On Sun, Jan 8, 2017 at 10:55 AM, Tom Lane <t...@sss.pgh.pa.us> wrote: > Ashutosh Bapat <ashutosh.ba...@enterprisedb.com> writes: >> On Tue, Jan 3, 2017 at 5:57 PM, Rahila Syed <rahilasye...@gmail.com> wrote: >>> Are you suggesting extending the patch to include coercing from unknown to >>> text for all possible cases where a column of unknown type is being created? > >> I guess, that's what Tom is suggesting. > > Yes; I think the point is we should change the semantics we assume for > "SELECT 'foo'", not only for views but across the board. There are plenty > of non-view-related cases where it doesn't behave well, for example > > regression=# select * from > (select 'foo' from generate_series(1,3)) ss order by 1; > ERROR: failed to find conversion function from unknown to text > > Furthermore, it seems like a seriously bad idea for "SELECT 'foo'" to mean > something different in the context of CREATE VIEW than it means elsewhere.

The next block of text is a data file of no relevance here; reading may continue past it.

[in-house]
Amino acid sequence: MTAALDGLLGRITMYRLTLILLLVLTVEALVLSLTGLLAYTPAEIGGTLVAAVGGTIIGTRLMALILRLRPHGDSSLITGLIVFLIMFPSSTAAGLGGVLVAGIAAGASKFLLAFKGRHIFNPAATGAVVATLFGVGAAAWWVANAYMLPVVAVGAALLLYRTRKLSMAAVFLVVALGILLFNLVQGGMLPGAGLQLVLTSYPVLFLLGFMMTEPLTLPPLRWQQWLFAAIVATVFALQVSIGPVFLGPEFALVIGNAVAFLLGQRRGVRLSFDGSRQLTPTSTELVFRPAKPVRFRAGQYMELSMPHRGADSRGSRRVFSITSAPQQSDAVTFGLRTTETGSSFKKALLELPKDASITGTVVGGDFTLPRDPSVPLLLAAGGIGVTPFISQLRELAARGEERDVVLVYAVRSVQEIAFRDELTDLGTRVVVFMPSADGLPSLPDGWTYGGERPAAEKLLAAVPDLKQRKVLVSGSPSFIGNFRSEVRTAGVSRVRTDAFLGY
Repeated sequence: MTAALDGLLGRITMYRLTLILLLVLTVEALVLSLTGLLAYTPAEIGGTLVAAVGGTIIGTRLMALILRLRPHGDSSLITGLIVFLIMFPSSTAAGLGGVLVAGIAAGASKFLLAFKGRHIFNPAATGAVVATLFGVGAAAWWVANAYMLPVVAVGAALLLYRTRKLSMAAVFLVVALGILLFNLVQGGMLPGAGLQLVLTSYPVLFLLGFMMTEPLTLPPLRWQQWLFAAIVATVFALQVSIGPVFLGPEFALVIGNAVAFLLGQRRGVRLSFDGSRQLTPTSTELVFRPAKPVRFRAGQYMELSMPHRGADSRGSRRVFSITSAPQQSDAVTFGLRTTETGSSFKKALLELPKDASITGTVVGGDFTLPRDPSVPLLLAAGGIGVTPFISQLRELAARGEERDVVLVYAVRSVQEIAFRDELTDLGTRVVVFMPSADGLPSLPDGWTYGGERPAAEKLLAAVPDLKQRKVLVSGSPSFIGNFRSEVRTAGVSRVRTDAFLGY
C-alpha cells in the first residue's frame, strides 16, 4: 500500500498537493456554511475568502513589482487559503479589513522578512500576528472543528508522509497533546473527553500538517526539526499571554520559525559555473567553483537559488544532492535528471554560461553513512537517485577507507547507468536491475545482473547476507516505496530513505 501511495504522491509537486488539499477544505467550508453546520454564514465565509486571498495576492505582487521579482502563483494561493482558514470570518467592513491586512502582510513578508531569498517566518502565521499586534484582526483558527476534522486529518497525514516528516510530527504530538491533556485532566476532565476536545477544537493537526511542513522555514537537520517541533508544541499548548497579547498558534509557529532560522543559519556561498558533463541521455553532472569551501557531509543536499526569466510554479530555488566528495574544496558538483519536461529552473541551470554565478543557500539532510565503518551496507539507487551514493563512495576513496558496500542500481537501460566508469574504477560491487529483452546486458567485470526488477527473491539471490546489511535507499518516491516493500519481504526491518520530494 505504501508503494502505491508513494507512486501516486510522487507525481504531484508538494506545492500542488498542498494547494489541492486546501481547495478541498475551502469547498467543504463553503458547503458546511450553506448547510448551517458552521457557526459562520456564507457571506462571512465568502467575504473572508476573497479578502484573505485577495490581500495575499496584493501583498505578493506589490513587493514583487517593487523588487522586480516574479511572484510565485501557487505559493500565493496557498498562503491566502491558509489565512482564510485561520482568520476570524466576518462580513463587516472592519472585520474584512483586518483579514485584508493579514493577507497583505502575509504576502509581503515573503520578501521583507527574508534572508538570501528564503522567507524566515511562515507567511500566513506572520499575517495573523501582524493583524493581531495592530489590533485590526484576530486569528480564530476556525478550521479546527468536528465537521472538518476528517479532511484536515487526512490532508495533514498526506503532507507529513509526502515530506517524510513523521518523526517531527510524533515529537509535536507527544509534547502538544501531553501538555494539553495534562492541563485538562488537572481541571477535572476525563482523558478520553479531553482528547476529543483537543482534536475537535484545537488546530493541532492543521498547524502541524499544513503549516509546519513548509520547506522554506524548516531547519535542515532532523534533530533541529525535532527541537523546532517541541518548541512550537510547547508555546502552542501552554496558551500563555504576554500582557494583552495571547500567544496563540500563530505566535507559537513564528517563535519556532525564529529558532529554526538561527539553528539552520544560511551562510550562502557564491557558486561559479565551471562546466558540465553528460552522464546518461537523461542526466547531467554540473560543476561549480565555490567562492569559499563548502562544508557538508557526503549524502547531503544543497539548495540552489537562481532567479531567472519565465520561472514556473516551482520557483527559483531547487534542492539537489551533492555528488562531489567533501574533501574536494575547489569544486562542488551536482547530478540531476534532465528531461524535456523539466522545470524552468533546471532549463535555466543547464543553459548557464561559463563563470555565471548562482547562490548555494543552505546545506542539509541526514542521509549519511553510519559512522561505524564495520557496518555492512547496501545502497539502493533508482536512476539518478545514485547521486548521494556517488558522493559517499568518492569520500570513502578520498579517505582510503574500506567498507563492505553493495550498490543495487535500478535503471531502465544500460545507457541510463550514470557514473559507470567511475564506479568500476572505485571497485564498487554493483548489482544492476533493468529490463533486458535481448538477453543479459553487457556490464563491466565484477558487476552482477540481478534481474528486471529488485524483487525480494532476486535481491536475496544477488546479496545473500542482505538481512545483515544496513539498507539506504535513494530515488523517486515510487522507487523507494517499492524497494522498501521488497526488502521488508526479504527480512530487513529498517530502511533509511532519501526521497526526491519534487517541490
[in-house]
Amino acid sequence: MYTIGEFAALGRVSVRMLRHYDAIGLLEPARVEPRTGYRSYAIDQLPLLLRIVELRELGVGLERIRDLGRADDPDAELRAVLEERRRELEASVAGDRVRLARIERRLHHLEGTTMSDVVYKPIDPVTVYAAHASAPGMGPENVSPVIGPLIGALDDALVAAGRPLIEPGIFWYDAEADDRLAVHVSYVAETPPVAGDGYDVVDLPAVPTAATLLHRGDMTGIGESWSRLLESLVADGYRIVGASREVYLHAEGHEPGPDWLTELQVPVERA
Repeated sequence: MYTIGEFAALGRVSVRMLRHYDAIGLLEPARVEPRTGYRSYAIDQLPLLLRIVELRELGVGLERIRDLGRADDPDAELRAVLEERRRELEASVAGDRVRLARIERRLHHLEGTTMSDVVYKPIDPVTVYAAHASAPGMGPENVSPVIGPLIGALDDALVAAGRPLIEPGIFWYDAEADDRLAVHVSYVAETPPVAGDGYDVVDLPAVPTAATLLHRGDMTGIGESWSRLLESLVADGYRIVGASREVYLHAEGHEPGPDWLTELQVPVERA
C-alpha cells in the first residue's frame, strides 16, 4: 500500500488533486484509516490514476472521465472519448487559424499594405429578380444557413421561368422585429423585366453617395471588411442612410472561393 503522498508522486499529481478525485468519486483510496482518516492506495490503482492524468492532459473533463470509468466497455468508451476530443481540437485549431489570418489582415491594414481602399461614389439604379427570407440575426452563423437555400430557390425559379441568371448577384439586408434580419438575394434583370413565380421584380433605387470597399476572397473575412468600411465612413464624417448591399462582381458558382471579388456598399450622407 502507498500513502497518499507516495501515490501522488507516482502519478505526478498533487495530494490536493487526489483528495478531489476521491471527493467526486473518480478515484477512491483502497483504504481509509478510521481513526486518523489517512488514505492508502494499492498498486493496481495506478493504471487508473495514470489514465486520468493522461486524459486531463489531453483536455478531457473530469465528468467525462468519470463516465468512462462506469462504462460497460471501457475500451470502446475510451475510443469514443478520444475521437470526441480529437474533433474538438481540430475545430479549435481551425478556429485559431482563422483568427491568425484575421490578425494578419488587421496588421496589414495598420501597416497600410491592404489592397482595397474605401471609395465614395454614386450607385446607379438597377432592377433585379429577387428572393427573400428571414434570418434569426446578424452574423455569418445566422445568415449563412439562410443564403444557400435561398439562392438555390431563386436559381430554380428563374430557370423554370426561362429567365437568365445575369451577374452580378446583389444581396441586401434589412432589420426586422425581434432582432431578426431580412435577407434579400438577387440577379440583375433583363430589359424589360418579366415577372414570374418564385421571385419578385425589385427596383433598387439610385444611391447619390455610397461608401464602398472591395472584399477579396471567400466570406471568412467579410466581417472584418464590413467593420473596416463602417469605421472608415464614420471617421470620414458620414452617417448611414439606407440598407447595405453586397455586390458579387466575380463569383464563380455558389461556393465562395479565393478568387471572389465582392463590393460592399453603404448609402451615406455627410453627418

And this offers the same semantics for any DDL using SELECT's target list to build the list of column's types, which is consistent. > The trick is to not break cases where we've already hacked things to allow > external influence on the resolved types of SELECT-list items. AFAICT, > these cases are just INSERT/SELECT and set operations (eg unions): > > regression=# create table target (f1 int); > CREATE TABLE > regression=# explain verbose insert into target select '42' from > generate_series(1,3); > QUERY PLAN > > -------------------------------------------------------------------------------- > --------- > Insert on public.target (cost=0.00..10.00 rows=1000 width=4) > -> Function Scan on pg_catalog.generate_series (cost=0.00..10.00 > rows=1000 > width=4) > Output: 42 > Function Call: generate_series(1, 3) > (4 rows) > > regression=# explain verbose select '42' union all select 43; > QUERY PLAN > ------------------------------------------------ > Append (cost=0.00..0.04 rows=2 width=4) > -> Result (cost=0.00..0.01 rows=1 width=4) > Output: 42 > -> Result (cost=0.00..0.01 rows=1 width=4) > Output: 43 > (5 rows) > > In both of the above cases, we're getting an integer constant not a > text or "unknown" constant, because the type information gets imported > from outside the "SELECT". > > I spent some time fooling with this today and came up with the attached > patch. I think this is basically the direction we should go in, but > there are various loose ends: > > 1. I adjusted a couple of existing regression tests whose results are > affected, but didn't do anything towards adding new tests showing the > desirable results of this change (as per the examples in this thread). > > 2. I didn't do anything about docs, either, though maybe no change > is needed. One user-visible change from this is that queries should > never return any "unknown"-type columns to clients anymore. But I > think that is not documented now, so maybe there's nothing to change. > > 3. We need to look at whether pg_upgrade is affected. I think we > might be able to let it just ignore the issue for views, since they'd > get properly updated during the dump and reload anyway. But if someone > had an actual table (or matview) with an "unknown" column, that would > be a pg_upgrade hazard, because "unknown" doesn't store like "text". > > 4. If "unknown" were marked as a pseudotype not base type in pg_type > (ie, typtype "p" not "b") then the special case for it in > CheckAttributeType could go away completely. I'm not really sure > why it's "b" today --- maybe specifically because of this point that > it's currently possible to create tables with unknown columns? But > I've not looked at what all the implications of changing that might > be, and anyway it could be left for a followon patch. > > 5. I noticed that the "resolveUnknown" arguments of transformSortClause > and other functions in parse_clause.c could go away: there's really no > reason not to just treat them as "true" always. But that could be > separate cleanup as well. > > Anybody want to hack on those loose ends? Ashutosh, Rahila, do you have plans to review things here? -- Michael -- Sent via pgsql-hackers mailing list (firstname.lastname@example.org) To make changes to your subscription: http://www.postgresql.org/mailpref/pgsql-hackers